Landays by Afghan Women

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Mirman Baheer, the Ladies’ Literary Society, in Kabul. Image by Seamus Murphy

The Landay is a twenty-two syllable two line poem – in Pashto, Landai means ‘short, poisonous snake’ and these short bursts of poetry certain reflect the definition. Academic, Nada Rajan explains, “Afghan women poetry occupies a unique place in literature. It is one of the strongest forces of Afghan culture. The major themes dwelt in it are displacement, healing, and rebuilding. Consequently the poetry is fragmented. Pashtun poetry, a variant of Afghan poetry has long been a form of rebellion for Afghan women, belying the notion that they are submissive or defeated.”

Examples of landays by Afghan women:

“When sisters sit together, they always praise their brothers.
When brothers sit together, they sell their sisters to others.”

“Bright moon, for the love of God,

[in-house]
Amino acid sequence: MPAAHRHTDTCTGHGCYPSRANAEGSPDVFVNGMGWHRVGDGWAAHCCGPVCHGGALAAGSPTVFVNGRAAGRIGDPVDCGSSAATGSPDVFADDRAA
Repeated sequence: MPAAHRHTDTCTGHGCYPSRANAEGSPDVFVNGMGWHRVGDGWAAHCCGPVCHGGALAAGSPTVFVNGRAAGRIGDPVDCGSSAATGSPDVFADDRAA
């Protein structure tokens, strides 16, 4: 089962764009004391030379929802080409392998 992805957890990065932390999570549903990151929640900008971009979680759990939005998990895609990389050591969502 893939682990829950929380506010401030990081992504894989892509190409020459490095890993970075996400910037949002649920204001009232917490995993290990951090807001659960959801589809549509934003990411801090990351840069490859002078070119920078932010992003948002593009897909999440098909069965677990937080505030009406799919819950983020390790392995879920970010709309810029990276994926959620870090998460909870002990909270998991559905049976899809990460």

Don’t blind two lovers with such naked light.”

“Your eyes aren’t eyes. They’re bees.
I can find no cure for their sting.”

“Is there not one man here brave enough to see
how my untouched thighs burn the trousers off me?”

Its recognition in the US and Europe comes from research carried out by journalist and poet Eliza Griswold and war photographer Seamus Murphy, who in 2012 reported a story of a young girl in Afghanistan who regularly phoned a radio hotline to share her landays. When her brothers found out they beat her badly and in response she set herself on fire only to die later in hospital in Kandahar. The following landay was written in her memory by the leaders of Mirman Baheer:

“Her memory will be a flower tucked into literature’s turban.
In her loneliness, every sister cries for her.”

Griswold and Murphy saw that the landays were being used as a form of resistance, “We came up with the idea of using contemporary landays to look at not only Afghan life, but also the impact of the last decade of war on the lives Afghan women, especially at this very delicate moment when the international pullout could leave those voices most vulnerable.”

Here is a fascinating film of Griswold and Murphy’s work:

i am a beggarThe end result was a photographic and poetry collection called, “I am the beggar of the world: Landays from Contemporary Afghanistan.” There is also another publication, “Songs of Love and War: Afghan Women’s Poetry,” by Sayd Majrouh and Marjolijn de Jager.

A whole issue of Poetry magazine was dedicated to the Landay.

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